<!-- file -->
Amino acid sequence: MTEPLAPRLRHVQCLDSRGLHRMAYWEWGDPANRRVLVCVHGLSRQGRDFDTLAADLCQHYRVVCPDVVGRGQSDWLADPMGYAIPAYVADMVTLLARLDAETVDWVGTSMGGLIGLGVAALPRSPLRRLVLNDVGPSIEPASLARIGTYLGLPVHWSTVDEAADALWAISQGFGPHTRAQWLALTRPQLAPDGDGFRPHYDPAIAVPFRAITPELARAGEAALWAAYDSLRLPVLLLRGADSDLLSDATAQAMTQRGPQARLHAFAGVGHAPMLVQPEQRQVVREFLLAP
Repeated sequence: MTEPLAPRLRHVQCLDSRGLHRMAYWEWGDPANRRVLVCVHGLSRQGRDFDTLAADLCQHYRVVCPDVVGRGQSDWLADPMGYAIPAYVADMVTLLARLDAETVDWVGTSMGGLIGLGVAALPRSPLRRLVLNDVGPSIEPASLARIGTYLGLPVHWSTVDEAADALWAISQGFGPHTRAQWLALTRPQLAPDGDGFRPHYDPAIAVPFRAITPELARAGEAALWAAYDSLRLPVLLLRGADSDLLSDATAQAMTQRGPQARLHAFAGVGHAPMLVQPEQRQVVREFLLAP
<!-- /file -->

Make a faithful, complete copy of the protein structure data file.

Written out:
Amino acid sequence: MTEPLAPRLRHVQCLDSRGLHRMAYWEWGDPANRRVLVCVHGLSRQGRDFDTLAADLCQHYRVVCPDVVGRGQSDWLADPMGYAIPAYVADMVTLLARLDAETVDWVGTSMGGLIGLGVAALPRSPLRRLVLNDVGPSIEPASLARIGTYLGLPVHWSTVDEAADALWAISQGFGPHTRAQWLALTRPQLAPDGDGFRPHYDPAIAVPFRAITPELARAGEAALWAAYDSLRLPVLLLRGADSDLLSDATAQAMTQRGPQARLHAFAGVGHAPMLVQPEQRQVVREFLLAP
Repeated sequence: MTEPLAPRLRHVQCLDSRGLHRMAYWEWGDPANRRVLVCVHGLSRQGRDFDTLAADLCQHYRVVCPDVVGRGQSDWLADPMGYAIPAYVADMVTLLARLDAETVDWVGTSMGGLIGLGVAALPRSPLRRLVLNDVGPSIEPASLARIGTYLGLPVHWSTVDEAADALWAISQGFGPHTRAQWLALTRPQLAPDGDGFRPHYDPAIAVPFRAITPELARAGEAALWAAYDSLRLPVLLLRGADSDLLSDATAQAMTQRGPQARLHAFAGVGHAPMLVQPEQRQVVREFLLAP